I was at a dinner recently for an organization that does important work in the arena of climate change and energy policy. In the middle of a conversation I was having with the woman who edits their main publication, a man came over to interrupt; for the next twenty minutes, the editor and I suspended our conversation while he chatted wittily about his sailing experiences. (We did keep trying to return to the subject, an article I was trying to edit for her, but the strength of our lungs wasn’t up to outblasting the sails.) At dinner, my neighbor–a different man– brought me up-to-date on his life history, including his different career moves, and the difficulty he’d had in finding dogwalkers when he first moved to Chicago.
Studies of women and men in conversation show over and over that women use about a third of conversational time; men two-thirds, whether in work or in social situations. Women who speak more than that are perceived as selfish, as conversation hogs, and the meeting or dinner party moves to isolate them. Films reflect this: women have not quite thirty percent of the speaking lines, and only one woman is usually allowed to speak in a scene, whereas many men may speak in the same scene. (why I like NCIS–Abby and Ziva both get to be on screen and speaking!)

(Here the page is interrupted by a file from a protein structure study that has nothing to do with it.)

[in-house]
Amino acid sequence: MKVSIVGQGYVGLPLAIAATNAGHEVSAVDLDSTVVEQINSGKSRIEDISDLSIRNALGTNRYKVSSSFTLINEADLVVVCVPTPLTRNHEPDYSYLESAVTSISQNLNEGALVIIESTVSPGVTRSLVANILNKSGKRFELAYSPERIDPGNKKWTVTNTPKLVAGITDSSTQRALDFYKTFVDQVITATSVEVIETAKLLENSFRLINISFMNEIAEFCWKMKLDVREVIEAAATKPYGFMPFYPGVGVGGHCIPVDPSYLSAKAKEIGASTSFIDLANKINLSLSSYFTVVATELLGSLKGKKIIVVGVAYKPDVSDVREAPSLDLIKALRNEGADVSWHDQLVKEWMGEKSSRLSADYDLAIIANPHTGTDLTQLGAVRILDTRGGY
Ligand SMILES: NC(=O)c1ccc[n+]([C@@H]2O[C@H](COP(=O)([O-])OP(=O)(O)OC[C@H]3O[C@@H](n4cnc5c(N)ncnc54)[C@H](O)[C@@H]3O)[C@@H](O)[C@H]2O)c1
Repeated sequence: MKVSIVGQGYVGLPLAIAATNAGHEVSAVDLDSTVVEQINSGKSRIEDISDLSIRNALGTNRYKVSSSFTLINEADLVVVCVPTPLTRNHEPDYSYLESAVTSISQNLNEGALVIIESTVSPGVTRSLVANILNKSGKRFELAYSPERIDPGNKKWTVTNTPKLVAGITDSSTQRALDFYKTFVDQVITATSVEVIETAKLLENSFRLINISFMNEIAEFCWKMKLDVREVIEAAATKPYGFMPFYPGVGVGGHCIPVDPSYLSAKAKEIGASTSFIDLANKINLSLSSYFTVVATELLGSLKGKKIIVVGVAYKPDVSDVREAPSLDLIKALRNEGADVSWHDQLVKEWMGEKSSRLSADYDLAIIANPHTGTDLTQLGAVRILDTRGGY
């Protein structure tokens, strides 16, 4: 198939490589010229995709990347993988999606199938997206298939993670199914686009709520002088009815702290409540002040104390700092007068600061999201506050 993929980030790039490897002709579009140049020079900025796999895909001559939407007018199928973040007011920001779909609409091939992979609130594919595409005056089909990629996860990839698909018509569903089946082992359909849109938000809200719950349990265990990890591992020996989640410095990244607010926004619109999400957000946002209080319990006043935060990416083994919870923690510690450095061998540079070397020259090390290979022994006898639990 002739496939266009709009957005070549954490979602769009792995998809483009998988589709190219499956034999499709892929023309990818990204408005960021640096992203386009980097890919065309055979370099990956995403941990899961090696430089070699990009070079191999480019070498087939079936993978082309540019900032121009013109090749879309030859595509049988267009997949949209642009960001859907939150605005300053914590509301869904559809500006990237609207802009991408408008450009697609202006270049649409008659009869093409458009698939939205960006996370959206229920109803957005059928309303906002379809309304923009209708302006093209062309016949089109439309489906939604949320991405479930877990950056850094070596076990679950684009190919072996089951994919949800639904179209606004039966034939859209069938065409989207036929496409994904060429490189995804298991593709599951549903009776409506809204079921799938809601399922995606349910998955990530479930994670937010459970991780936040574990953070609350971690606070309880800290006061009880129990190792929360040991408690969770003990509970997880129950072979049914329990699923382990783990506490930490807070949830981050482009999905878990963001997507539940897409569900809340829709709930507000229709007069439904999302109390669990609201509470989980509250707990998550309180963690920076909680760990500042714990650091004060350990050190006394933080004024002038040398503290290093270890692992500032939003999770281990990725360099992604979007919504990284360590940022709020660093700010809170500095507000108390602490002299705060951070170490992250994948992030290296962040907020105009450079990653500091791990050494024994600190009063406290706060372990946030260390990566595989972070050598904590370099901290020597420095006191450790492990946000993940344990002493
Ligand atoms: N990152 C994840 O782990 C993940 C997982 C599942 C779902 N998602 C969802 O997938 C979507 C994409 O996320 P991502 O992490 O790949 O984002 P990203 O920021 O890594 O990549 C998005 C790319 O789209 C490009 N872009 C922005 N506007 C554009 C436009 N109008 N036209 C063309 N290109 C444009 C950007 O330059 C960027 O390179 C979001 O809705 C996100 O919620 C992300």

At the dinner, I didn’t want to violate my time limit, but I did think maybe I could have thirty percent of the speaking time, not zero. It did make me wonder what has changed in the last century, ever since Virginia Woolf wrote:
“Women have served all these centuries as looking glasses possessing the magic and delicious power of reflecting men at twice their natural sizes.” Without that power, “probably the earth would still be swamp and jungle. The glories of all our wars would be unknown.”
Woolf adds that Mussolini and other tyrants insisted on the inferiority of women because if we “were not inferior, we would cease to enlarge” men. Perhaps that is why it is so important to Justices Scalia, Roberts, Alito and Thomas that women be denied equal protection under the laws, but I must say, the dinner deepened my sense of depression over women’s estate.
For another take on the subject, look at Facebook COO Sheryl Sandberg‘s recent commencement address to the women of Barnard.